I recently tweeted this “thot”, which generated some debate on Facebook and Twitter. Some people agreed, others chastised me: “I thought you were above this snobbery, Davender”
Why the pushback? I believe this issue goes to the core of self-identity.
Let’s face it, entrepreneurship is the new black. It’s hot, it’s trendy, it’s what people want to be and who politicians want to be seen with. We want to be the winner, the brilliant innovator who strikes it rich while changing the world. We worship Steve Jobs, Mark Zuckerberg, the Sharks of Shark Tank and the Dragons of Dragons’ Den.
Why has entrepreneurship become the new religion? Maybe because it speaks to the libertarian/capitalist mindset promoted by the stunning financial successes of Silicon Valley. It’s about freedom and wealth with a touch of rebel.
Which is why a lot of people want to be seen by their peers as being entrepreneurs.
But when do you deserve to be called an entrepreneur?
- Is it when you sign up for a MLM and buy your distributor pack?
- Is it when you open a file on your computer and call it “Business Plan” (even though all you have written is the title?)
- Is it when you buy the domain name, or print the business cards?
- Is it when you attend your first Chamber of Commerce meeting or networking mixer?
Are you an entrepreneur if you’re self-employed? An artist? A consultant? An independent sub-contractor? Are you an entrepreneur if you’re still developing your product or still training to deliver your service? Are you an entrepreneur if you’re serving “practice client” pro-bono?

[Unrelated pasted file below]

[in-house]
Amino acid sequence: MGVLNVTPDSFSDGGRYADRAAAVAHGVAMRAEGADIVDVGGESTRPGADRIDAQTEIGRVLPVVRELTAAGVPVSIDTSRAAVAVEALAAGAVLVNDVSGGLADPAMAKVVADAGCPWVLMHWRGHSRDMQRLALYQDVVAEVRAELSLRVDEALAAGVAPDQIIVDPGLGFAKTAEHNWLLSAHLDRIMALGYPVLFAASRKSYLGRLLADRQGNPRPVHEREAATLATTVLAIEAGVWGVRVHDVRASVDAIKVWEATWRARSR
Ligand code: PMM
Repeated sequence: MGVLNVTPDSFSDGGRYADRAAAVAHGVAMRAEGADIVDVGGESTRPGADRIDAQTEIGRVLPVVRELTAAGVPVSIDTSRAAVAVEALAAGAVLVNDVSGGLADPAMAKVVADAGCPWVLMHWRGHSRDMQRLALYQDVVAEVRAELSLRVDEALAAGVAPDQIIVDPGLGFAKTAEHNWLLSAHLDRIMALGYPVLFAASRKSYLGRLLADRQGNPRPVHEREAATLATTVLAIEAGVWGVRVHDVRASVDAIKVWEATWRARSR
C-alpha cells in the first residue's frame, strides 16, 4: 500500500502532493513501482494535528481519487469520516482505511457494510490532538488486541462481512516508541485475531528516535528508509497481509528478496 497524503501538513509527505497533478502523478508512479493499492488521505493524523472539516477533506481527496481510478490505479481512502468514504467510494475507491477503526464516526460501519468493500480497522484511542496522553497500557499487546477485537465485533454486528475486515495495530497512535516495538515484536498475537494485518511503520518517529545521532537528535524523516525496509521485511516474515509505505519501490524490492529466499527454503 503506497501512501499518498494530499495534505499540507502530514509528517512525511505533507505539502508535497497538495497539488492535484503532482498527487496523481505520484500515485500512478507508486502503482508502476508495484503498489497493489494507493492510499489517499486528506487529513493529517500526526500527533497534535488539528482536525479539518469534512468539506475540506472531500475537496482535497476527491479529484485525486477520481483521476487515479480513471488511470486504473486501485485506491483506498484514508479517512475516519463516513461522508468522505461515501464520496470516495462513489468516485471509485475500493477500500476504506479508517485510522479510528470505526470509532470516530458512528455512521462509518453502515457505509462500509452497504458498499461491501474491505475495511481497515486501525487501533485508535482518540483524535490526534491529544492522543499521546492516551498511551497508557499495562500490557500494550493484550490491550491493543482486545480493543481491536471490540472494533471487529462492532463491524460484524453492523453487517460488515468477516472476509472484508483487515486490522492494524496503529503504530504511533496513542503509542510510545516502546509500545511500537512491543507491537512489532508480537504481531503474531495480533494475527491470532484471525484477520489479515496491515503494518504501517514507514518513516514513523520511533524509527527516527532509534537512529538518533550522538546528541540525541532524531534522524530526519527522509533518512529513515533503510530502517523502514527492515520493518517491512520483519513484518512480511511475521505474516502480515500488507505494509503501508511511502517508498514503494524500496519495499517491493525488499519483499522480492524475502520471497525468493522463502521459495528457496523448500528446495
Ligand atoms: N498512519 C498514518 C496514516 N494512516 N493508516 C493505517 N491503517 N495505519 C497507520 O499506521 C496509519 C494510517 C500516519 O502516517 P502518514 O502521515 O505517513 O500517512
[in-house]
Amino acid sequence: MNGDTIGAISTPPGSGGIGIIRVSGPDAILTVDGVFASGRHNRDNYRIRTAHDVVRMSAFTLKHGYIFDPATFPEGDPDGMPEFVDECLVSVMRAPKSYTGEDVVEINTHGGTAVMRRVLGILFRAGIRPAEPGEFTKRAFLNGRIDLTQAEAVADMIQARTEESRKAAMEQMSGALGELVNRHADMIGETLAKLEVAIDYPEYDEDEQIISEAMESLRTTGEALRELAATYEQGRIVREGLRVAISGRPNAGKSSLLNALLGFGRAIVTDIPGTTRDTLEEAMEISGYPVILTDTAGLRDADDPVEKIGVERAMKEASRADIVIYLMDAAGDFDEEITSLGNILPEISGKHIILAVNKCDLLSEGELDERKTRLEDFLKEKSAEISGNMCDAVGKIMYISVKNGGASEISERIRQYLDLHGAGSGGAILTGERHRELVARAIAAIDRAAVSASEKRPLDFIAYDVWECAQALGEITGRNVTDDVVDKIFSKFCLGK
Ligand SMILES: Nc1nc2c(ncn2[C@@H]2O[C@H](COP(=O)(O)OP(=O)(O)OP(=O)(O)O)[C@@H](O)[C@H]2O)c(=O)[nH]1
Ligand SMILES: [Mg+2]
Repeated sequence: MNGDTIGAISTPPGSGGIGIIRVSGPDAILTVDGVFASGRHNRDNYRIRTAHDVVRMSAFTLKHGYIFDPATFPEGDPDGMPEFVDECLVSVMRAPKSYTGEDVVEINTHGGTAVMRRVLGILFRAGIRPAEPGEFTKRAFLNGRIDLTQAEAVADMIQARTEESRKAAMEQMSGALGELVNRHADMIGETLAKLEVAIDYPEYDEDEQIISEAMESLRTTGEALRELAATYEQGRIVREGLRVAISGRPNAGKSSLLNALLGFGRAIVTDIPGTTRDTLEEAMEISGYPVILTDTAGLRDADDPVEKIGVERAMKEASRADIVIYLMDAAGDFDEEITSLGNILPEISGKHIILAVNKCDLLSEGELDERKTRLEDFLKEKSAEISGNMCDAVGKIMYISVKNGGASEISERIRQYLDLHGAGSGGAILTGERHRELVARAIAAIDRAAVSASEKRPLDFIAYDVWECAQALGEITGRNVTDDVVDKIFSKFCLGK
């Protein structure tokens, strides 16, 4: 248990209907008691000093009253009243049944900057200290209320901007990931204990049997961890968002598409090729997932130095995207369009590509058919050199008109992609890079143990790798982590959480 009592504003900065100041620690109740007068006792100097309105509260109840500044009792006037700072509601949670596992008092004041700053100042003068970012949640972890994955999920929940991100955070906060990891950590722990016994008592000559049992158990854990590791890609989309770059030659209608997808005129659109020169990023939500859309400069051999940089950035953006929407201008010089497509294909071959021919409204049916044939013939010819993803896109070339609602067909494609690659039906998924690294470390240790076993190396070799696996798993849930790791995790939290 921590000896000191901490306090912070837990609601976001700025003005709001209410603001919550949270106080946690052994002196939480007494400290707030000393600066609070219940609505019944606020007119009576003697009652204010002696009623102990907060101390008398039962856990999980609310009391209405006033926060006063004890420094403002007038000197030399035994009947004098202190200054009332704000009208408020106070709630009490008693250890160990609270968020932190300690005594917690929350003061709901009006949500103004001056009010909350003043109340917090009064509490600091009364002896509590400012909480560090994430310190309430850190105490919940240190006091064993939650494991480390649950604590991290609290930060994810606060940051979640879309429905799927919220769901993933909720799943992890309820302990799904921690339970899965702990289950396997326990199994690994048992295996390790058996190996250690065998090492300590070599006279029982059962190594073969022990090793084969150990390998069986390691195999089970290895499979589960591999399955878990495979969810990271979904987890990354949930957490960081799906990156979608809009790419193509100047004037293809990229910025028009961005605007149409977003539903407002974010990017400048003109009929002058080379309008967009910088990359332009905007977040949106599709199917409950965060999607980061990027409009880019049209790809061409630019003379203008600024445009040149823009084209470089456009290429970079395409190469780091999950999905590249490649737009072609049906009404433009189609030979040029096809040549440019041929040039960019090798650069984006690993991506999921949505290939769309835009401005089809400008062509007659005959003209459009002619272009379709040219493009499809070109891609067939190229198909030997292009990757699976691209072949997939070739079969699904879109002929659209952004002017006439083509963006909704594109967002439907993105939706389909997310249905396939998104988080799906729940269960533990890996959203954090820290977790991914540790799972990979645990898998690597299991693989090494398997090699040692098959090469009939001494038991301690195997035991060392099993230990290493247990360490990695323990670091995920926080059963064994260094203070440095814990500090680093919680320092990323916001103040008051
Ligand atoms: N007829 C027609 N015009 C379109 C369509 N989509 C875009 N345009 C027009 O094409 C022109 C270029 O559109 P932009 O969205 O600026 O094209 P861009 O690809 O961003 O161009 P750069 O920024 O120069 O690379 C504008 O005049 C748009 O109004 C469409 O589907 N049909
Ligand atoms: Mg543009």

Pinpointing the moment when entrepreneurship starts is like trying to determine the moment a fetus becomes a human. You can point to any stage of the process and argue you’re right.
I posit that the pivot moment is when you make your first sale. And specifically, when you get paid for your first sale. Because the act of billing and being paid is what separates the entrepreneur from the salaried, who are just paid. The experience of receiving payment for an invoice which represents your hard work, and especially your ability to create a bridge of trust strong enough to make the sale, is a context shift which changes oneself profoundly.
I remember when I issued my first invoice. I spent at least a day on tweaking the Excel spreadsheet to make sure it was just right. Do I put my logo in the top left, or the top right? How many digits should the invoice number have? I can’t really start at 0001, it will make me seem like a newbie.
Then when I got paid, by check (because it was 1994), seeing my company name written in the “Pay to the order of” field gave me an additional boost of pride. I was real, I had arrived. (I think I made a photocopy of that first check, but I don’t know where I put it.)
All the work I had done before that day was important. But not the same. Because I was doing it for myself. When the contract was signed and I was building something for someone else who valued what I made, I felt different, more confident, more empowered. Instead of getting ready to do something for a generic “client”, I was now delivering to a person with a name and a face and a need they wanted fulfilled.
I struggled a lot in my first business because I sucked at sales. It wasn’t until I broke through that barrier by plunging head-first into Multi-Level-Marketing (with a certain level of success, may I add), that I understood the power of sales. Selling is indeed the highest level of leadership.
I stand by my declaration: the first sale is when you become an entrepreneur. Anything before that, you’re a “wantrepreneur”. Which is an important step, because the pivot from employee to entrepreneur rarely happens in one smooth transition.